The city of Uvalde and its police department are working with a private law firm to prevent the release of public records related the May 24 mass shooting at Robb Elementary School in which 19 children and two teachers were killed, according to a letter obtained this week by Vice News. As information about law enforcement response to the massacre continues to shift, members of the press, lawmakers and the Uvalde community are searching for answers. Numerous public information requests have been made following the tragedy, including many in relation to body camera footage, photos, 911 calls, emails, text messages and criminal records.
However, a recent letter from the city’s lawyer, Cynthia Trevino, who works for the private law firm Denton Navarro Rocha Bernal & Zech, to Attorney General Ken Paxton explains why those requests have gone unanswered. In the letter, Trevino asks the Republican leader to determine what public records it is required to disclose and specifies that the city received 148 public records requests about the mass shooting. However, the city “has not voluntarily released any information to a member of the public.”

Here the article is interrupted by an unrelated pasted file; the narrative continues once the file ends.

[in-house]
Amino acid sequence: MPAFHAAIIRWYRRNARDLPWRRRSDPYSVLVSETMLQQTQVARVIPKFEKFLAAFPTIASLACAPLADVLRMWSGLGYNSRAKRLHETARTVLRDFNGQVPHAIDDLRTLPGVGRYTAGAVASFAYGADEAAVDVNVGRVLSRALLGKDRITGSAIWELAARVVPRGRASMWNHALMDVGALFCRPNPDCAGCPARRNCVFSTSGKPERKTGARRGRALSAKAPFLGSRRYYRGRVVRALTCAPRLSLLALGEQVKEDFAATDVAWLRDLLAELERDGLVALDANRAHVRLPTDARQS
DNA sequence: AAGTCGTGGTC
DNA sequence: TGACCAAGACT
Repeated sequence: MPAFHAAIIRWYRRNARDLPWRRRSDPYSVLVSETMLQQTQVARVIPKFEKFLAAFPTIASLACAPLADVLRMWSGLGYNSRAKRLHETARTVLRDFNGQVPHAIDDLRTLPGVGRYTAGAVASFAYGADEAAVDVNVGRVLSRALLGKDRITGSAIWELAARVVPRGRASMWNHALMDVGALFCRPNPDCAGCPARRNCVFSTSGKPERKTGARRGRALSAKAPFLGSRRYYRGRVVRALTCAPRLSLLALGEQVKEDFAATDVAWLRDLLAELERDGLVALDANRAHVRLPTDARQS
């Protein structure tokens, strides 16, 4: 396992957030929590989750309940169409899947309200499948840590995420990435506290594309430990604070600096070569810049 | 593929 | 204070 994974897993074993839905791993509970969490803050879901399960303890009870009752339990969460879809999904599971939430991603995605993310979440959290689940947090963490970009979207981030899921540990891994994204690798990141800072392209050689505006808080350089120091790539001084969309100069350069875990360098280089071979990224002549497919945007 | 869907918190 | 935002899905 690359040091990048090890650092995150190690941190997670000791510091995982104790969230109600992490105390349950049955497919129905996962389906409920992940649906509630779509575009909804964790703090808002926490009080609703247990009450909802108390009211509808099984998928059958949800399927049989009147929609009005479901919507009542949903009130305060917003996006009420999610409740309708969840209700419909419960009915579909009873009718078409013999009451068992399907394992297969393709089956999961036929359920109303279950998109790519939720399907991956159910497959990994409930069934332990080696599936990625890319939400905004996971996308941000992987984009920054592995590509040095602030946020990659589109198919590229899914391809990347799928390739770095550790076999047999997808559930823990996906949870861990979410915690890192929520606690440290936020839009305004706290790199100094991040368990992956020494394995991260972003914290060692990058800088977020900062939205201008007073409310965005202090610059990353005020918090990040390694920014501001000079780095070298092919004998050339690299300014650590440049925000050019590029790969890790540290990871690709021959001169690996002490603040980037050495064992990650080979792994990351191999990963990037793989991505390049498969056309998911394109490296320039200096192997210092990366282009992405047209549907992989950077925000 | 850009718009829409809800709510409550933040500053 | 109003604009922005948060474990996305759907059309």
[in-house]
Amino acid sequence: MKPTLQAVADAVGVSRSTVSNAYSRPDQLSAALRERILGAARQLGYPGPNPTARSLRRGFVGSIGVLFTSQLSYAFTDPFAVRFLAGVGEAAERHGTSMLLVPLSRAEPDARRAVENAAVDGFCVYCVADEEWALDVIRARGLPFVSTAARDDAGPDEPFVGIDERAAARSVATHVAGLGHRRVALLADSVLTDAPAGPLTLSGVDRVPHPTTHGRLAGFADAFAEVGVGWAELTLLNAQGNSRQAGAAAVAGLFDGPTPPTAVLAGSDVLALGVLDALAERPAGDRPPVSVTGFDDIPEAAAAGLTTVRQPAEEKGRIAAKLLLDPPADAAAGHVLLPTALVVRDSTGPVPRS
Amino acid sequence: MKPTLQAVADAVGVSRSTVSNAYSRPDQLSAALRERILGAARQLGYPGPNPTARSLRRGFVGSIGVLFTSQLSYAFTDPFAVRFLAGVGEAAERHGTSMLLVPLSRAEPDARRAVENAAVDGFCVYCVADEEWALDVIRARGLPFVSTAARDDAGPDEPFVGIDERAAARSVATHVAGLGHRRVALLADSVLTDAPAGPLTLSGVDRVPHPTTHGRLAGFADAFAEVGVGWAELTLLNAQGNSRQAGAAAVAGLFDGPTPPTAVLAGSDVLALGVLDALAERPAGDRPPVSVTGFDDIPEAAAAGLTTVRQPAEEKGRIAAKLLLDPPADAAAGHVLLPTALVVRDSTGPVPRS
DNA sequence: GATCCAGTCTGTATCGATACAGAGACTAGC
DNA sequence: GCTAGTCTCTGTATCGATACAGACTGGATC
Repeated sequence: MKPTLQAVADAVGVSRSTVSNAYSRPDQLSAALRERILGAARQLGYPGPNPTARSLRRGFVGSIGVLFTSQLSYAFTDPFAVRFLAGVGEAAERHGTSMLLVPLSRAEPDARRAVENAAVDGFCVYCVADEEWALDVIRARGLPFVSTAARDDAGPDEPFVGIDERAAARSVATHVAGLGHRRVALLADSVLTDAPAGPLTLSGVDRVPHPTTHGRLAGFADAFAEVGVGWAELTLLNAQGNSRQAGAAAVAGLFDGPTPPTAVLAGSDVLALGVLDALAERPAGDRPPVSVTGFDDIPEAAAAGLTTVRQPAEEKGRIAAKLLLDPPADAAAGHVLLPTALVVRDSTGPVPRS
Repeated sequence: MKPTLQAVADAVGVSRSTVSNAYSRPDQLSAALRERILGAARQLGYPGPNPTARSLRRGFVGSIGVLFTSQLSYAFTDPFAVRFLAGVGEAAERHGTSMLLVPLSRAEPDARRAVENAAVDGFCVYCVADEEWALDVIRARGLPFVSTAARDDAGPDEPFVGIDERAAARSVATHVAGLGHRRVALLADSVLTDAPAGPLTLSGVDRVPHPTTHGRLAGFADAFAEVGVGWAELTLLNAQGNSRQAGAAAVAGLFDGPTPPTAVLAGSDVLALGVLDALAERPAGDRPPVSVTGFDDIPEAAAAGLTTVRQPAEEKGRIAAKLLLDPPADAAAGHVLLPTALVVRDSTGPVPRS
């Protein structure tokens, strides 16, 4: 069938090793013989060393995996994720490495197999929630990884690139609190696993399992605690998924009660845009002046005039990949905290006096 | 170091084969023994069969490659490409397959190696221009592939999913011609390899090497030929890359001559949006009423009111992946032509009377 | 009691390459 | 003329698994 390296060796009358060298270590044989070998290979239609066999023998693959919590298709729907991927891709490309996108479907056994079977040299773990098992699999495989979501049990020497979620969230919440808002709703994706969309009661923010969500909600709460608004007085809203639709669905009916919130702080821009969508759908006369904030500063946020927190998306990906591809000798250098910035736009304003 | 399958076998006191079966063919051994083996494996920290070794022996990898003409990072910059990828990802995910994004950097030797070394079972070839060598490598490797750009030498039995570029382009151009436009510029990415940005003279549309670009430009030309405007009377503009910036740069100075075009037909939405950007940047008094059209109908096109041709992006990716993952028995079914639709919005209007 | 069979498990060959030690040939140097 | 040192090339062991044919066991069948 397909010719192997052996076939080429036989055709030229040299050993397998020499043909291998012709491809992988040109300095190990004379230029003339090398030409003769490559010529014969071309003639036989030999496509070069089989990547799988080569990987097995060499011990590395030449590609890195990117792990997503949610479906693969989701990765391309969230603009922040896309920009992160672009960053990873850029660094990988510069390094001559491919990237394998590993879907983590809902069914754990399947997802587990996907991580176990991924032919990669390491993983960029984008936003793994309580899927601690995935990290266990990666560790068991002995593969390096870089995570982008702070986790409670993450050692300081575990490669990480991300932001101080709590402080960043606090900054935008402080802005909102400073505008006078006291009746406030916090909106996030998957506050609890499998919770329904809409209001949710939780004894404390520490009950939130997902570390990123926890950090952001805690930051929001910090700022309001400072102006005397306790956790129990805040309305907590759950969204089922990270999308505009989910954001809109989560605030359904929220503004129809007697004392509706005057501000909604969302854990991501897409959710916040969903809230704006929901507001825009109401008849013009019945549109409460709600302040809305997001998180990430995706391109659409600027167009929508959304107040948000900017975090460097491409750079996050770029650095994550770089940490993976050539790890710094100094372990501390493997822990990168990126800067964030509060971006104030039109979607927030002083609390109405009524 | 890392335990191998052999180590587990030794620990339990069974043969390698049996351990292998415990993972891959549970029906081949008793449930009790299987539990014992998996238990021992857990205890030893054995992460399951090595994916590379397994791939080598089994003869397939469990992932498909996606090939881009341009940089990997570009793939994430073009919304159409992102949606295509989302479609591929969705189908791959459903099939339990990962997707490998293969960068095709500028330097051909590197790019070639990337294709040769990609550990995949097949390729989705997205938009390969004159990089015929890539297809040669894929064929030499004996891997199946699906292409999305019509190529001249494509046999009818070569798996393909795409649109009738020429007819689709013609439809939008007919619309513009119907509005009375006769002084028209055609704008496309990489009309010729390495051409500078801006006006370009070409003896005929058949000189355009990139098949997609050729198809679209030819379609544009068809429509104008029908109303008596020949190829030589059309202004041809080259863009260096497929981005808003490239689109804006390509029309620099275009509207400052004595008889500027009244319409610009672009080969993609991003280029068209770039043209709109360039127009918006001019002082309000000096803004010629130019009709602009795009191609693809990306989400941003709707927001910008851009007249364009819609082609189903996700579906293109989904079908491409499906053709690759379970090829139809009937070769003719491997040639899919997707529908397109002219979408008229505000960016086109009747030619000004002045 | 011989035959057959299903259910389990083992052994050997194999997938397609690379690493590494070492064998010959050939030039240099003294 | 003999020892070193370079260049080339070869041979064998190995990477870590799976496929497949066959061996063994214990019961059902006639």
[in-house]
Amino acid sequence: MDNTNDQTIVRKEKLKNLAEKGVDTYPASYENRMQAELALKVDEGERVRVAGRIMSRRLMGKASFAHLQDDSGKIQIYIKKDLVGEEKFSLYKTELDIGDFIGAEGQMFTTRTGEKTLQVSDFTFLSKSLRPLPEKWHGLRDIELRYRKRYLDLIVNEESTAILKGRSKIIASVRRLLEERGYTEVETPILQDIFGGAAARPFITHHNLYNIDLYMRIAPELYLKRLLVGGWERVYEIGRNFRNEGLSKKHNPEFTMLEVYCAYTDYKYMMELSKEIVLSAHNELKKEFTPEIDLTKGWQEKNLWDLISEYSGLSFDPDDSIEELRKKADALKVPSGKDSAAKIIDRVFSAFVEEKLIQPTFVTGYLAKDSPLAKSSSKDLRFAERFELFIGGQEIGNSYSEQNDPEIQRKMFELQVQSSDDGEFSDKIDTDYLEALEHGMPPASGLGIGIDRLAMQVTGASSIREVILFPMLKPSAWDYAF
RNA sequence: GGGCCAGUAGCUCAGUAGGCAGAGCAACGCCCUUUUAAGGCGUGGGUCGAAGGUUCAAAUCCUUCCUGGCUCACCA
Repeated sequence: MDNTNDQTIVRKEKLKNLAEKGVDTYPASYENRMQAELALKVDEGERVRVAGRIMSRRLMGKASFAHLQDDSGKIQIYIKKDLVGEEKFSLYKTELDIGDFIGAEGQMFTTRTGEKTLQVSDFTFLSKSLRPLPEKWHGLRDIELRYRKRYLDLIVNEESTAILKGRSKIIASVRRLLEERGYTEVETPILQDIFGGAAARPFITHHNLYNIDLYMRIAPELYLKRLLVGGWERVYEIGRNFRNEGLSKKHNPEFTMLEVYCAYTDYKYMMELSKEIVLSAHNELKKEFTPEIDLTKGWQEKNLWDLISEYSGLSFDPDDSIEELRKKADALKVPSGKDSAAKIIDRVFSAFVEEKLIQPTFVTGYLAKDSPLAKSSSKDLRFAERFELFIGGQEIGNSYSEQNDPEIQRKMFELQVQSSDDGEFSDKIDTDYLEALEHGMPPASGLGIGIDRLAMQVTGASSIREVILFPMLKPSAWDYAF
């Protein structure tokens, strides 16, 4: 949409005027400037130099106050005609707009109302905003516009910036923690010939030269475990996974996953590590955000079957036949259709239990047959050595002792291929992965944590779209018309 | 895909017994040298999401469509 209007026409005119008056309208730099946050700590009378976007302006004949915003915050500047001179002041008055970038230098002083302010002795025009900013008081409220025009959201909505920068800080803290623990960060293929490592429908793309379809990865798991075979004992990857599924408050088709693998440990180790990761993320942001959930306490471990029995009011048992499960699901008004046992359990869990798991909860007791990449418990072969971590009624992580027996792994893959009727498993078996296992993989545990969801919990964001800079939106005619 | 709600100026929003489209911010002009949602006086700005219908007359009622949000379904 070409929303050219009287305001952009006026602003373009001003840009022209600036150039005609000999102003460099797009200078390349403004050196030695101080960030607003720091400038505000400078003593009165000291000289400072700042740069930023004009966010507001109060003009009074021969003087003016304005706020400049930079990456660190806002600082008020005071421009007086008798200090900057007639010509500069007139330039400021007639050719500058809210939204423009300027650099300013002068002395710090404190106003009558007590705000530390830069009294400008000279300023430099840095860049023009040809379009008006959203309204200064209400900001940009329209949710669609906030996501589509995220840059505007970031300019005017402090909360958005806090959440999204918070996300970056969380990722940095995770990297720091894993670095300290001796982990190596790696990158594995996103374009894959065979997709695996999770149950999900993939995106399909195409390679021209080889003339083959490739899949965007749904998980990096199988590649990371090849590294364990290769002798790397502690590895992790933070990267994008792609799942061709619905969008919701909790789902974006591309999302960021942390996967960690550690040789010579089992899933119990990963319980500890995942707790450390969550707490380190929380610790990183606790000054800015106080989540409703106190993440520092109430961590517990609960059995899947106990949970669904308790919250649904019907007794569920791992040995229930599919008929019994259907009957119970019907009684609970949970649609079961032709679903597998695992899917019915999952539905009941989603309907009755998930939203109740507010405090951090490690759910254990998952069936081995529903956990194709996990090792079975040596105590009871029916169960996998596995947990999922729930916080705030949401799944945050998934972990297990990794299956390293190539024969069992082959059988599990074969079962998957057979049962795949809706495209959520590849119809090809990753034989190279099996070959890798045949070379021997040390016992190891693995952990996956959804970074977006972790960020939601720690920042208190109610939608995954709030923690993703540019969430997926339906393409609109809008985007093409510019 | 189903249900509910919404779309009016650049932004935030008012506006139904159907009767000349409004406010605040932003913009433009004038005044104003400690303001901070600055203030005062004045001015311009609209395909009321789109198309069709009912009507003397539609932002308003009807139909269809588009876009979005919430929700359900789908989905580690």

Trevino also makes clear that the city and its police department want to be exempt from releasing certain records which could include “highly embarrassing information” that “would be highly objectionable to a reasonable person” and also “not of legitimate concern to the public.” The requested information could also potentially reveal “methods, techniques, and strategies for preventing and predicting crime,” Trevino writes.
It’s not clear what records, specifically, the city and police are referring to in the letter. Trevino also writes that the shooting is currently being investigated by the Texas Rangers, the FBI, and the Uvalde County District Attorney.
“They claim that the compilation of individuals’ criminal history is highly embarrassing information, which is a strange cover. The embarrassing information is the inept police response,” Christopher Schneider, a professor of sociology at Brandon University who studies police body cameras and the disclosure of footage from them, told Vice News. “They have no problem using information like that against individuals of the public. The information disclosure needs to go both ways, if that’s the case.”
A similar letter was recently sent to Paxton by the Texas Department of Public Safety seeking to suppress body-camera footage in relation to the Uvalde shooting because it could expose “weaknesses” in police response to crimes, according to Vice.
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